Using DNA 'fingerprinting' to understand ancestry and immunity of trees

March 22, 2016 by Brandi Klingerman
Using DNA 'fingerprinting' to understand ancestry and immunity of trees
American chestnut nuts with burrs and leaves

When Europeans came to the New World in the 16th century, they brought measles and smallpox with them. Without the immunity Europeans had cultivated over the years, the native people in America quickly fell ill. Millions died as a result. Today, trees in the New World are also dying from diseases that were introduced through global trade. However, trees are much more vulnerable than humans.

"The immune system of does not work in the same way as those of humans. Trees must rely, for the most part, on genetic resistance," said Jeanne Romero-Severson, director of the University of Notre Dame's Tree Genetics Core Facility (TGCF) and professor of biological sciences. "The trees that best resist the attacks of pests and pathogens live to produce descendants that can do the same. Over millions of years, the trees, pests and pathogens usually reach a balance, where the pests and pathogens only kill the weak or damaged trees."

The sudden introduction of foreign pests and pathogens allows no time for genetic resistance to develop. For example, when chestnut blight was introduced more than 100 years ago, the American chestnut tree did not have the genetic variants to fight off the disease. This tree species is very persistent in its fight for survival, but eventually an infected tree will die.

"The Chinese chestnut tree and chestnut blight evolved together, so a balance was struck. Chinese chestnuts therefore developed ," said Romero-Severson. "Fortunately, the American chestnut and Chinese chestnut can make healthy, fertile hybrid trees."

The American Chestnut Foundation was founded in 1983 to save the American chestnut by crossbreeding the species with Chinese chestnut trees. The foundation is spearheading the cause as its scientists breed chestnut blight-resistant hybrids. The core facility has become an important part of the effort through the development of a DNA "fingerprinting" database for all the chestnut species that people have crossbred with the American and the cultivated European chestnut trees.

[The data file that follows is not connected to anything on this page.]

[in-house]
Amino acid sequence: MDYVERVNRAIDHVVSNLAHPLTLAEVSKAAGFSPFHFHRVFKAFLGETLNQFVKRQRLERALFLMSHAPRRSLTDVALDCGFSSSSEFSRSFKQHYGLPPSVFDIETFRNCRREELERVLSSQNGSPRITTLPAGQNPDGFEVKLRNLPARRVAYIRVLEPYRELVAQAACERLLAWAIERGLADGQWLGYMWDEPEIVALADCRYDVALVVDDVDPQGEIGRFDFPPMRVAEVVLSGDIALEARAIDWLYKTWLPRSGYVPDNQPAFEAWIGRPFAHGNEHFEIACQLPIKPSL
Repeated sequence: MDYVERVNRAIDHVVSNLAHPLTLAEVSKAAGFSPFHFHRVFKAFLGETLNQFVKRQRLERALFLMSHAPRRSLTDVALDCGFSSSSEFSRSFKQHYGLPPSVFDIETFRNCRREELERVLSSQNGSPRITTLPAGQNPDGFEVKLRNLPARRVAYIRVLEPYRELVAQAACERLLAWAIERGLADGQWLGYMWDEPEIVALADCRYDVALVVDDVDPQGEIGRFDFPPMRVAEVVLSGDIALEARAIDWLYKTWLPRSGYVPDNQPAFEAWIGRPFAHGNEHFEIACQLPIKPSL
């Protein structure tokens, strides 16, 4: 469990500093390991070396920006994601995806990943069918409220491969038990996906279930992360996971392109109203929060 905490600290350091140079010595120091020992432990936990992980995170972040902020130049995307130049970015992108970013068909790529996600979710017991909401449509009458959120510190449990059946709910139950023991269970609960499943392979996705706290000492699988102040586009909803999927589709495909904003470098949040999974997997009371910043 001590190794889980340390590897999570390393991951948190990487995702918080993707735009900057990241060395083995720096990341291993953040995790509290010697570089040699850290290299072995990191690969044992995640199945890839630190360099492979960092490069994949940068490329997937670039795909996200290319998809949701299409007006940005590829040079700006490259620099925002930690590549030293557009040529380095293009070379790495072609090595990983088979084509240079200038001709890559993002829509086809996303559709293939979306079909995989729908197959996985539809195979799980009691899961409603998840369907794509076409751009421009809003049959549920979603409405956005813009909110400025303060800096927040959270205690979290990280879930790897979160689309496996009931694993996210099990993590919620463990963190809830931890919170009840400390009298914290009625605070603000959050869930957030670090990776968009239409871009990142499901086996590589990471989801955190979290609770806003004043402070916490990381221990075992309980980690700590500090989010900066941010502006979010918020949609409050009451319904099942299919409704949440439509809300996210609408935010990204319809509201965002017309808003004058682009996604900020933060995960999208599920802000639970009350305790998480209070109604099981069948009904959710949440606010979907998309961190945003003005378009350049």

"Simplistically speaking, many crossbred chestnuts are resistant to blight, but that does not mean you would plant one just anywhere," said Romero-Severson. "Our lab is creating a DNA fingerprinting database to identify the ancestry of any chestnut tree. The tree's ancestry can tell us where that tree might grow best."

The DNA fingerprint of a tree can reveal its inherited ability to live within certain environments and survive many threats including frost, insect pests and more. Additionally, the American Chestnut Foundation uses DNA fingerprinting for cultivar identification and pedigree analysis for cultivated chestnut tree growers. Cultivar identification services support local growers in Indiana, Michigan and Ohio, allowing cultivated trees to produce nuts that people can enjoy in the Midwest.

Explore further: Addition of a wheat gene increases the blight resistance of American chestnut trees

More information: To learn more about the Tree Genetics Core Facility, click here:

Related Stories

Blight-resistant American chestnut trees nearing reality

December 5, 2008

( -- The demise of the American chestnut is one of the great ecological disasters of our time, according to a chestnut expert in Penn State's College of Agricultural Sciences, who envisions a day in the not-so-distant ...

Recommended for you

Researchers identify genes for 'Help me!' aromas from corn

October 25, 2016

When corn seedlings are nibbled by caterpillars, they defend themselves by releasing scent compounds that attract parasitic wasps whose larvae consume the caterpillar—but not all corn varieties are equally effective at ...

Genome editing: Efficient CRISPR experiments in mouse cells

October 25, 2016

In order to use the CRISPR-Cas9 system to cut genes, researchers must design an RNA sequence that matches the DNA of the target gene. Most genes have hundreds of such sequences, with varying activity and uniqueness in the ...

Structure of key DNA replication protein solved

October 25, 2016

A research team led by scientists at the Icahn School of Medicine at Mount Sinai (ISMMS) has solved the three-dimensional structure of a key protein that helps damaged cellular DNA repair itself. Investigators say that knowing ...


Please sign in to add a comment. Registration is free, and takes less than a minute. Read more

Click here to reset your password.
Sign in to get notified via email when new comments are made.